Professionalism and Security Matter When Providing Safety Escorts

Managing this service effectively can yield benefits to the public safety department and campus.

Safety escorts are among the most used security services on college and university campuses. Escorting students and other clients safely to their destination — whether it’s a parking lot, residence hall or other buildings on campus — represents a large number of officer/student interactions. As such, they provide a good opportunity for officers to build an image of professionalism and to further the mission of community policing, which depends on cooperation and communication among campus police and security officers and the community they serve. Providing safety escorts enables officers to build one-on-one relationships with clients and that, in turn, promotes good community policing. If poorly managed, safety escorts can undermine an entire department’s credibility, reputation and possibly compromise overall goals.

Proper management of safety escorts is also a factor for campus public safety agencies seeking IACLEA (International Association of Campus Law Enforcement Administrators) accreditation. If the agency is responsible for safety escort services, appropriately documented background checks are required for anyone providing the service, including campus police officers, security officers or student employees in work-study programs. The IACLEA accreditation standards also require that anyone providing safety escorts participate in a training program and that all escorts be logged.

Related Article: 8 Do’s & Don’ts of Campus Safety Escorts

Data to be included in safety escort logs may include the first name of the client, the starting and ending locations, the time the call was received and dispatched, the time the safety escort arrived and the time the call was cleared.

Even campuses that are not pursuing accreditation should be aware that accreditation represents a professional standard against which any college law enforcement or security operation might be judged. These standards could be used in evaluating campus protocols if, for example, there is a court case that calls into question the actions of a campus police or security officer.

There are really several goals to providing a successful safety escort program: one is to keep people safe, the other is to make people feel safe. Operationally it’s important to provide prompt and efficient service. Providing a safety escort is not a bodyguard service, but it allows a student or other person on campus to walk with an officer who has situational awareness, is in tune with possible risks on campus and can call immediately for assistance.

When Meeting the Client, Establish Appropriate Boundaries
When students, faculty, administrators or guests request an escort, they should be asked to wait in a safe and secure place. The client should not be expected to wait outside on a dark corner because it is more convenient for the officer. Answering a call for a safety escort promptly communicates to the client that the department takes his or her safety seriously.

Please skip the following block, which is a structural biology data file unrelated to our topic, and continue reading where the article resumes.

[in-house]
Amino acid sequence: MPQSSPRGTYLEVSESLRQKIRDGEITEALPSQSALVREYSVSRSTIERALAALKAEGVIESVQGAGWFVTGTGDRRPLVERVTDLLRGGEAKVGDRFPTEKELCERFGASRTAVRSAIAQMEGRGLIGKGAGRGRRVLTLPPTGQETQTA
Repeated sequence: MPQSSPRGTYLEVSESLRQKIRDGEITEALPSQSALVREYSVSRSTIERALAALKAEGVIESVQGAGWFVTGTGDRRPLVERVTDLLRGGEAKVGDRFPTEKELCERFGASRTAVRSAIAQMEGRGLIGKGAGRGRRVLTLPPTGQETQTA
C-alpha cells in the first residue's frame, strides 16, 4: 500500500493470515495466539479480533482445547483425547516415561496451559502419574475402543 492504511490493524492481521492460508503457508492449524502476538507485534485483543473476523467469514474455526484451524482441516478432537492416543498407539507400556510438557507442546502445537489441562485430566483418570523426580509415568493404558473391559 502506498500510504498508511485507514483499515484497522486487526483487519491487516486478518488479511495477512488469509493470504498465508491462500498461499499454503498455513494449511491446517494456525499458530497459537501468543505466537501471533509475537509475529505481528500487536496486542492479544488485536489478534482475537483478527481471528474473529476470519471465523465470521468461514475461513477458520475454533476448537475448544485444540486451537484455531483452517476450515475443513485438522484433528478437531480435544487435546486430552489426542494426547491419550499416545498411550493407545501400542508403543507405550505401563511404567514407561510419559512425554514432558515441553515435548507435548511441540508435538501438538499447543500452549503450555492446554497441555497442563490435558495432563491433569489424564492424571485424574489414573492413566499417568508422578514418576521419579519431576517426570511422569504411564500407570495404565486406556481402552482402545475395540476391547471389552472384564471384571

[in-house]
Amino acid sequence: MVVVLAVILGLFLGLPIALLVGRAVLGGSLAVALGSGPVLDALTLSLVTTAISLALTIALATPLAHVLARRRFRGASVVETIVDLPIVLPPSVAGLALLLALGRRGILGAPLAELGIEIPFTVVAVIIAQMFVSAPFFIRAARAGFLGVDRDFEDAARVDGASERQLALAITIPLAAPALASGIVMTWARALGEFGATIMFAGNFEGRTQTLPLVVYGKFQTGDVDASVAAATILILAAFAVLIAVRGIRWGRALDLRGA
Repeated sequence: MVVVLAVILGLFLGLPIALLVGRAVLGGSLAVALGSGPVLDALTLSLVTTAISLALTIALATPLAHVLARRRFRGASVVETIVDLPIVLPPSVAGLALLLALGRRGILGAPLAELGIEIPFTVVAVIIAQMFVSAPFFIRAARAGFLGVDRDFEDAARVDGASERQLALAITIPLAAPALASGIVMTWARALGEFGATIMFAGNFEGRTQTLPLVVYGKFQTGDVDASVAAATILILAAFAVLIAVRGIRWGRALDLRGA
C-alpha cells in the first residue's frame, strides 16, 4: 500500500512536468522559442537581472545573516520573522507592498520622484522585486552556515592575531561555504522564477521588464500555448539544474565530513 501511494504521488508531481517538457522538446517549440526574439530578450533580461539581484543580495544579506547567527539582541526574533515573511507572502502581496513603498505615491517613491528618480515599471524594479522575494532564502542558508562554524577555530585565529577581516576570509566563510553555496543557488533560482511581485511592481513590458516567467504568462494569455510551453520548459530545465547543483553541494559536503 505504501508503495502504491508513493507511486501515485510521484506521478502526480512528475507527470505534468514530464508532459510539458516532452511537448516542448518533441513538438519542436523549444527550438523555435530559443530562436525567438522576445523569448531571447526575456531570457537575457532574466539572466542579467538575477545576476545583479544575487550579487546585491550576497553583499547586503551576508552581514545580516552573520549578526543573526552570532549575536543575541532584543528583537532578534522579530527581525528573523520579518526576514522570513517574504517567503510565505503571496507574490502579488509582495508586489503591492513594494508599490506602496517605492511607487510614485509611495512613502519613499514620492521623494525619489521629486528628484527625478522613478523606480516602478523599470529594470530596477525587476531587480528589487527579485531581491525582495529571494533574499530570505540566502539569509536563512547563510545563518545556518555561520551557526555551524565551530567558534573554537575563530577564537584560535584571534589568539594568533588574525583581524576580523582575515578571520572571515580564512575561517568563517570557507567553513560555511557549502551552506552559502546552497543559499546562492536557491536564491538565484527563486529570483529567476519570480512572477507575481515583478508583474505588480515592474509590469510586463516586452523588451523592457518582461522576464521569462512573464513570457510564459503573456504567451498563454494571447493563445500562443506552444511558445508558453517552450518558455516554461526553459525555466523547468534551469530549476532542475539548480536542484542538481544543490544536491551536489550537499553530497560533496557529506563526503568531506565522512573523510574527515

When performing a safety escort, the officer should double-check to make sure he or she has the right equipment (radio, cell phone, keys and flashlight), wears a uniform and looks professional. When meeting the client, safety escorts should always exhibit professional behavior that emphasizes safety above all else and that represents the department well.

Once the safety escort arrives at the starting point, he or she should notify the dispatcher of the arrival and then locate the client. Using the client’s first name only, the safety escort should introduce themselves by title and last name (“I’m Officer Doe, and I will be escorting you today.”). The officer’s manner should be friendly but professional, which helps to establish professional boundaries. Finally, the officer should confirm the destination (“I understand we are going to the library today.”).

The safety escort should not carry any weapons unless specifically authorized and properly trained. The safety escort also should not carry items for the client, such as books or groceries. It is essential to keep both hands free to reach the radio or cell phone.

When escorting more than one person, an officer should first make sure it is okay with both clients to escort two people together.

Always Be Aware of Your Surroundings
When escorting clients safely to their destinations, officers should be aware of surroundings and the people nearby. They should walk in well-lit and well-traveled areas and not go through dark or enclosed spaces, even if it makes for a longer walk. Openness equates to safety, so back tunnels and campus short-cuts are not appropriate when providing a safety escort. Additionally, being alone with a client in a closed-in space could make the client feel unsafe or later be the source of accusations of wrongdoing.

When approaching doors, if the door is glass and there are no threats on the other side, it is polite to hold the door for the client to go first. However, the safety escort should go first if he or she cannot see what’s on the other side of the door.

It’s also okay to engage in appropriate, polite conversation, but personal or controversial topics should be avoided. Safety escorts should be (and appear) interested in what the client has to say, and speak politely to help the client feel comfortable. Safety escorts should make eye contact and remove sunglasses when introducing themselves to clients. Officers should walk side-by-side with the client.

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